In the event that investigation officers have to conduct interviews with persons with intellectual disabilities, autism spectrum disorders or mental health issues, “appropriate adults” under the Appropriate Adult Scheme for Persons with Mental Disabilities (AAPMD) have been particularly helpful, said Senior Staff Sergeant Rhadji.

“We ... acknowledge that they have limited life experience, and also limited psychological resources to actually cope with the stress of handling this situation,” he added.

“So, we will activate this AA to … explain to them that they are a neutral party, they are inside this interview to assist the suspect in case they require any emotional support and also to facilitate me in communication.”

The AAPMD scheme which encompasses suspects, victims and witnesses of all ages with mental disabilities, was started in 2015. There are currently about 329 volunteers for the AAPMD.

One of the volunteers under the scheme is retiree Benjamin Chan. He has been activated for 41 cases.

It is important that AAPMD volunteers follow the interview closely so as to better help suspects, victims and witnesses, said Mr Chan, 57.

“If you don't show your interest with the investigation, when they have a problem, they (will) also feel reluctant to check in with you,” he added.

“Even though sometimes it can be repetitive … Just follow closely, make sure not to be judgmental and let them express themselves.”


Young suspects display a variety of reactions prior to and during interviews, said volunteers whom CNA spoke to.

While there are repeat offenders who are unrepentant, some minors are overwhelmed and will burst into tears, said Mdm Yeh.

“I remember in one case the boy was shivering - actually we are not supposed to touch them - but (there was) no choice, I just held on to the hand and straightaway … the shivering stopped,” she added.

Some are afraid that their parents will find out, she added.

Officers from the Singapore Police Force patrolling. (File Photo: CNA/Jeremy Long)

Volunteers also have to deal with a spectrum of cases, some of which can be more serious in nature. Mdm Yeh for one, was involved as the "appropriate adult" in a case where a student attempted to assault a teacher with a knife.

“I had one case where it was a sexual assault case, unfortunately the IO had to get a lot of details on it. As he dug more for more details, it got a bit more disturbing … It is something that is not for the weak stomach,” added Mr Ilyas.

“I don't think it can get away from you that easily. It's something I guess varies from person to person - for me it takes a lot of video game sessions for me to forget about it … It will stick for a while.”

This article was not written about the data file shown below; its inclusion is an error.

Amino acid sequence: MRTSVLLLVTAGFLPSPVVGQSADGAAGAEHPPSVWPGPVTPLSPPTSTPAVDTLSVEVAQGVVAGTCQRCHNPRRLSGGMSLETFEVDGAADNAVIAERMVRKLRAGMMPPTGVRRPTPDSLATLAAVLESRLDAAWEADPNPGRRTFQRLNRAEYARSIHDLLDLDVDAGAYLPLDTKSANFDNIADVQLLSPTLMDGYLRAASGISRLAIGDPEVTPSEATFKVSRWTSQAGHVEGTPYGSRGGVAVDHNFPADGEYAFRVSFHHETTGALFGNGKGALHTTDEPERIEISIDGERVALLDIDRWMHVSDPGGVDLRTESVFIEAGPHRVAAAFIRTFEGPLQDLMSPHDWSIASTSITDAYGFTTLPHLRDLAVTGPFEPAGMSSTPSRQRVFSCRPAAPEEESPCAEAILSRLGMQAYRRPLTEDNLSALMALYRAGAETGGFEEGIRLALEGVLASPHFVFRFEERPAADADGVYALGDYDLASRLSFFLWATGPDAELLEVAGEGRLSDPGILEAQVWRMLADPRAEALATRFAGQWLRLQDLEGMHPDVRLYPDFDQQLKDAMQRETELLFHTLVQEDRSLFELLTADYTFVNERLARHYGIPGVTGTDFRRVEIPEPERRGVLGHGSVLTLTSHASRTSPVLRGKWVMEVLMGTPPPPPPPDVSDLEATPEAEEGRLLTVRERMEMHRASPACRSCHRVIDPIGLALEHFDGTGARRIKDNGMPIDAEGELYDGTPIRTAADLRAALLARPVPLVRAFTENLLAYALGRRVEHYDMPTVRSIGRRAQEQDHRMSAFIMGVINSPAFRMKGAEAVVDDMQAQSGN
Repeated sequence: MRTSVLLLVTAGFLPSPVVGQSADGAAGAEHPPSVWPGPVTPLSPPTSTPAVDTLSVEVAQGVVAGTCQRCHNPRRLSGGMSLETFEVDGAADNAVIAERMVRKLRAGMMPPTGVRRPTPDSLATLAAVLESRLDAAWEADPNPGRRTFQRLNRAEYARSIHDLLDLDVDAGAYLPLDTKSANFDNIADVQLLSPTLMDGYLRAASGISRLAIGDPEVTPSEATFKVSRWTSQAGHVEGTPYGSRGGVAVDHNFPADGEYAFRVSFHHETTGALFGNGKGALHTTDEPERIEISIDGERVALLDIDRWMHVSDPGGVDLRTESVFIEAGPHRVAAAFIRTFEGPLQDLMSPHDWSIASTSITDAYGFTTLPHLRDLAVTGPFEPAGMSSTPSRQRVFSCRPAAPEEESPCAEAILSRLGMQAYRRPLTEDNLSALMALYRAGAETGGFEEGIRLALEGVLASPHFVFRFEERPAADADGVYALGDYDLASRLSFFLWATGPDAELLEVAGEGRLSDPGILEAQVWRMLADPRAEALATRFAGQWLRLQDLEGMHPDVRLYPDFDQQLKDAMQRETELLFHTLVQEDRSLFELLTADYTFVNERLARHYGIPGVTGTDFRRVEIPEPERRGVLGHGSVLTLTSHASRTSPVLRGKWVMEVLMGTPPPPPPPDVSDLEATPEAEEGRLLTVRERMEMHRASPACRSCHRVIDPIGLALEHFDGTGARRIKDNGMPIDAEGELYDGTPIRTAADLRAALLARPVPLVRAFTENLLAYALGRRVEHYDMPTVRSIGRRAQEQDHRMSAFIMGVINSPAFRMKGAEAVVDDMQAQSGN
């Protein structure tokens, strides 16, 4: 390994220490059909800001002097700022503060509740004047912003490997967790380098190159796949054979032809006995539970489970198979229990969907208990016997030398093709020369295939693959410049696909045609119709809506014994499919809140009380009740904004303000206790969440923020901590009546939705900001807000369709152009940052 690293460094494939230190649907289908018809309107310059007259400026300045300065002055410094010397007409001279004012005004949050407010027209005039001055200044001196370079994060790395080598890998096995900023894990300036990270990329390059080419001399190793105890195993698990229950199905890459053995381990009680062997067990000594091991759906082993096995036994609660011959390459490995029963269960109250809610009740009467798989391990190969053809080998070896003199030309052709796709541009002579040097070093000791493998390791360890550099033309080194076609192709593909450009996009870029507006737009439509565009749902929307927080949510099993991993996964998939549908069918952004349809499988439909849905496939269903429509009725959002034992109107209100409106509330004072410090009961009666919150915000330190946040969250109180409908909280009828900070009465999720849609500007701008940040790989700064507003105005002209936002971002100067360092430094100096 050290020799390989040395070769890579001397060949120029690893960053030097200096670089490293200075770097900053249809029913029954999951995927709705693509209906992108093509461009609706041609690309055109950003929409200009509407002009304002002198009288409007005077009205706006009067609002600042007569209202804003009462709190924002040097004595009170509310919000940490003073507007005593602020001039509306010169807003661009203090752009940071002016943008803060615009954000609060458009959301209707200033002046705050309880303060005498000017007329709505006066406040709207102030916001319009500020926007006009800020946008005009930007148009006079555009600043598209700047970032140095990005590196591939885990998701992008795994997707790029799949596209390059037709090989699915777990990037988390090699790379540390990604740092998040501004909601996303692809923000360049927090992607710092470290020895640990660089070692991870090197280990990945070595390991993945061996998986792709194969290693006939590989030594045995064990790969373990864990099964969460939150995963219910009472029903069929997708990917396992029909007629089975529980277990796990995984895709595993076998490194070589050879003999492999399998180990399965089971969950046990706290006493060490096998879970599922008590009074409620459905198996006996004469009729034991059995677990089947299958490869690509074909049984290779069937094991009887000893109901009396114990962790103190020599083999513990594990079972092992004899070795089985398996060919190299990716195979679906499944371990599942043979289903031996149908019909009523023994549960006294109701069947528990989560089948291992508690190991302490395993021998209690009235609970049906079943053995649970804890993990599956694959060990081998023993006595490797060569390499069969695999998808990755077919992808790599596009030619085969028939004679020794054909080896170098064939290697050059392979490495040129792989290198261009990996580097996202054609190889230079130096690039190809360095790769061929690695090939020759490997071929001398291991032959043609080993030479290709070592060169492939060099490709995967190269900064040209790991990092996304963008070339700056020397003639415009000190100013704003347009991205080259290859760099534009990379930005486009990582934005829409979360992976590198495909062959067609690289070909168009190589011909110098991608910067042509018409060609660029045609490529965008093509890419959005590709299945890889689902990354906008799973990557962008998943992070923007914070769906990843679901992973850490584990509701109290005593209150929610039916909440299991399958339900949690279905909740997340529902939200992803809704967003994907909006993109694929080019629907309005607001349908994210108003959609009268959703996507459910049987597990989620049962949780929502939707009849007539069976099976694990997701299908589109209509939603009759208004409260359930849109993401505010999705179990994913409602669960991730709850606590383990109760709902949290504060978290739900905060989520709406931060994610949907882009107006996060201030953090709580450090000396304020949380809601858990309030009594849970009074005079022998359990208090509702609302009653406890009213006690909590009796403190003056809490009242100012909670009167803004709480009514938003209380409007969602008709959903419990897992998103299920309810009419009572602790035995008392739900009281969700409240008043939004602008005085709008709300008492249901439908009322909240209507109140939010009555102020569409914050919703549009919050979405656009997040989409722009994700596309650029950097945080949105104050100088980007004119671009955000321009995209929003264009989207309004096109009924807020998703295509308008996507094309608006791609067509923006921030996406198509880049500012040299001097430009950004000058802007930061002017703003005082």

There are times where parents also get involved, noted Mdm Yeh. But volunteers are trained not to engage them, she pointed out.

“I have parents shouting at me. (They) ask the IO: ‘Who is she? Why is she going in when I cannot go in?’” she recalled. “Sometimes they ask: ‘Can we meet ... Can I buy you coffee?’

“I will try not to have any conversation with their parents or guardians. It’s our guidelines ... After the investigation, we have to be detached and (keep an) arm's length from (it)," added Mr Chan.


AAYS volunteers are notified via SMS about each potential case. The text messages contain details such as the time, date and location of the interviews.

If they would like to help out in a particular case, volunteers have to acknowledge the message within about 10 minutes. If they are matched with the case, a confirmation SMS will be sent to them shortly thereafter.

Volunteers have learnt to expect the unexpected as interviews can often drag on for hours, they explained.

“When I do something, I want to be committed. And if I get a case, I block myself for at least five hours,” said Mdm Yeh, who works as a freelancer.

“Sometimes we have to call to cancel (our plans) … Sometimes (for) work, I say I'll do it the next day. (Being a) freelancer, (if) I cannot do it today, I'll do it another day.”

These interviews can be held at locations including police stations and schools.

An interview room at the Ang Mo Kio Police Division HQ. (Photo: CNA/Matthew Mohan)

However, as far as possible, police will interview young suspects in a police station, away from their school or place of employment, Minister of State for Home Affairs Sun Xueling said in Parliament in July.

She added that if interviews need to be done at the school or place of employment, the police will avoid drawing unnecessary attention or causing embarrassment to the young suspect by dressing in plain clothes and using unmarked vehicles.

“The cases I usually respond to are ... in the late afternoon or weekends, evenings or nights,” said Mr Ilyas. “It doesn't really affect my professional life.”

“Every case is sometimes very unique ... Sometimes (it) can be stretched to five or six hours,” added Mr Chan.

Despite the various challenges, volunteers CNA spoke to are keen to continue in their role as “appropriate adults”.

Mr Chan noted that it is important that volunteers be involved so as to assure parents and the public that there are “some level of checks and balances” in the system.

“We learn a lot from the children, how to be patient, how to deal with them,” said Mdm Yeh.

Added Mr Ilyas: “It's something that ... I have a very strong passion (for), especially when it comes to our youth. I don’t see this as a volunteering thing. I see this more like a calling, something that I should give back to society."

Source: CNA/mt(rj)


Also worth reading